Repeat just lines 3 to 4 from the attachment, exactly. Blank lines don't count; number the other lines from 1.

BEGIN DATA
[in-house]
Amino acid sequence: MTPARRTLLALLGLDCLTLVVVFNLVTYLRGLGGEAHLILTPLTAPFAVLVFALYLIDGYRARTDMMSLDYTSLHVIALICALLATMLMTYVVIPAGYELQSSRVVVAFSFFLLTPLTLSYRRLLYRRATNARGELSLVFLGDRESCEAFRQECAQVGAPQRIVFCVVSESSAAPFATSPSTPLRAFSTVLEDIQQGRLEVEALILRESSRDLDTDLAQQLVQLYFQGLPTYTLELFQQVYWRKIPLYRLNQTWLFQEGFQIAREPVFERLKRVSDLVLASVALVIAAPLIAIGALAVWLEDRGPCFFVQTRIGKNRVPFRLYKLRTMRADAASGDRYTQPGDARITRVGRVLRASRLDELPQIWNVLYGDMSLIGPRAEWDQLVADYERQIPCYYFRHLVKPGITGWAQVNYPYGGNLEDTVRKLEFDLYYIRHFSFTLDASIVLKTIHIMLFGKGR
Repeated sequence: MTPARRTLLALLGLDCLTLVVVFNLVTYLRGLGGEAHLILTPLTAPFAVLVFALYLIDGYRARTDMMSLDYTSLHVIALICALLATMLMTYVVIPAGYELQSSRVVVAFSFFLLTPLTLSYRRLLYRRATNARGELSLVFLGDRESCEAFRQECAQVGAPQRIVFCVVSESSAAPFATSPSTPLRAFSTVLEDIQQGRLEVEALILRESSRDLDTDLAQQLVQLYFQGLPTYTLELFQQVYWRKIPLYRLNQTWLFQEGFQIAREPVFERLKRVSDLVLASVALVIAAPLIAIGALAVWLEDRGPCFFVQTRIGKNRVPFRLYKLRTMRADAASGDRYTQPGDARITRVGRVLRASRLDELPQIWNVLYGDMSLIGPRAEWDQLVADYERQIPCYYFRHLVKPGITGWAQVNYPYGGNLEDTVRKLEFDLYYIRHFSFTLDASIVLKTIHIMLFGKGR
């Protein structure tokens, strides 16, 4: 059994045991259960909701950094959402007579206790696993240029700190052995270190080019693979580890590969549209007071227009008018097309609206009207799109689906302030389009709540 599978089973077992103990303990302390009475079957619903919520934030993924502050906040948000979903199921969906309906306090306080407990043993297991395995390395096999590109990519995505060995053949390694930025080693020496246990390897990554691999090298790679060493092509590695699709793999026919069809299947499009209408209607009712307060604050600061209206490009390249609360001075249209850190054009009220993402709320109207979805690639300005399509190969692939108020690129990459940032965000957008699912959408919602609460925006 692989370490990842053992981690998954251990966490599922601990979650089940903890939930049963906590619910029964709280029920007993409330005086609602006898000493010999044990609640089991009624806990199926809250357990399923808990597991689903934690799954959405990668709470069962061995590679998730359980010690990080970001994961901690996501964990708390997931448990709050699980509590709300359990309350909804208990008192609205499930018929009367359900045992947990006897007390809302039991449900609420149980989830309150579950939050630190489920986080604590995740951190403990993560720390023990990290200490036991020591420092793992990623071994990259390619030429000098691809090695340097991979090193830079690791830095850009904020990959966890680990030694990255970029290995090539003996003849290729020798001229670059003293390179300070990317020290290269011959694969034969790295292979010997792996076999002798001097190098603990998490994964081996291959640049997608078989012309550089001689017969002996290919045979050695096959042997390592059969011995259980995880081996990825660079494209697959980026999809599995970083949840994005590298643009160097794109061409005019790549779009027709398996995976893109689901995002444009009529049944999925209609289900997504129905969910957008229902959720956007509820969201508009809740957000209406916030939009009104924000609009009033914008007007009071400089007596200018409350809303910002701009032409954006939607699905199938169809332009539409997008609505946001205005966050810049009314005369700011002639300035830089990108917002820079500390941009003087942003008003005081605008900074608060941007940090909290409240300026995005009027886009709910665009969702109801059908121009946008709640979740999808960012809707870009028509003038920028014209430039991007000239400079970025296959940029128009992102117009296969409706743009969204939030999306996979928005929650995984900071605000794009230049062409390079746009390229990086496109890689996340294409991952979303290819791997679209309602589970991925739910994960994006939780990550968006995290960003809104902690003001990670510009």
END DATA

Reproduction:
Repeated sequence: MTPARRTLLALLGLDCLTLVVVFNLVTYLRGLGGEAHLILTPLTAPFAVLVFALYLIDGYRARTDMMSLDYTSLHVIALICALLATMLMTYVVIPAGYELQSSRVVVAFSFFLLTPLTLSYRRLLYRRATNARGELSLVFLGDRESCEAFRQECAQVGAPQRIVFCVVSESSAAPFATSPSTPLRAFSTVLEDIQQGRLEVEALILRESSRDLDTDLAQQLVQLYFQGLPTYTLELFQQVYWRKIPLYRLNQTWLFQEGFQIAREPVFERLKRVSDLVLASVALVIAAPLIAIGALAVWLEDRGPCFFVQTRIGKNRVPFRLYKLRTMRADAASGDRYTQPGDARITRVGRVLRASRLDELPQIWNVLYGDMSLIGPRAEWDQLVADYERQIPCYYFRHLVKPGITGWAQVNYPYGGNLEDTVRKLEFDLYYIRHFSFTLDASIVLKTIHIMLFGKGR
């Protein structure tokens, strides 16, 4: 059994045991259960909701950094959402007579206790696993240029700190052995270190080019693979580890590969549209007071227009008018097309609206009207799109689906302030389009709540 599978089973077992103990303990302390009475079957619903919520934030993924502050906040948000979903199921969906309906306090306080407990043993297991395995390395096999590109990519995505060995053949390694930025080693020496246990390897990554691999090298790679060493092509590695699709793999026919069809299947499009209408209607009712307060604050600061209206490009390249609360001075249209850190054009009220993402709320109207979805690639300005399509190969692939108020690129990459940032965000957008699912959408919602609460925006 692989370490990842053992981690998954251990966490599922601990979650089940903890939930049963906590619910029964709280029920007993409330005086609602006898000493010999044990609640089991009624806990199926809250357990399923808990597991689903934690799954959405990668709470069962061995590679998730359980010690990080970001994961901690996501964990708390997931448990709050699980509590709300359990309350909804208990008192609205499930018929009367359900045992947990006897007390809302039991449900609420149980989830309150579950939050630190489920986080604590995740951190403990993560720390023990990290200490036991020591420092793992990623071994990259390619030429000098691809090695340097991979090193830079690791830095850009904020990959966890680990030694990255970029290995090539003996003849290729020798001229670059003293390179300070990317020290290269011959694969034969790295292979010997792996076999002798001097190098603990998490994964081996291959640049997608078989012309550089001689017969002996290919045979050695096959042997390592059969011995259980995880081996990825660079494209697959980026999809599995970083949840994005590298643009160097794109061409005019790549779009027709398996995976893109689901995002444009009529049944999925209609289900997504129905969910957008229902959720956007509820969201508009809740957000209406916030939009009104924000609009009033914008007007009071400089007596200018409350809303910002701009032409954006939607699905199938169809332009539409997008609505946001205005966050810049009314005369700011002639300035830089990108917002820079500390941009003087942003008003005081605008900074608060941007940090909290409240300026995005009027886009709910665009969702109801059908121009946008709640979740999808960012809707870009028509003038920028014209430039991007000239400079970025296959940029128009992102117009296969409706743009969204939030999306996979928005929650995984900071605000794009230049062409390079746009390229990086496109890689996340294409991952979303290819791997679209309602589970991925739910994960994006939780990550968006995290960003809104902690003001990670510009």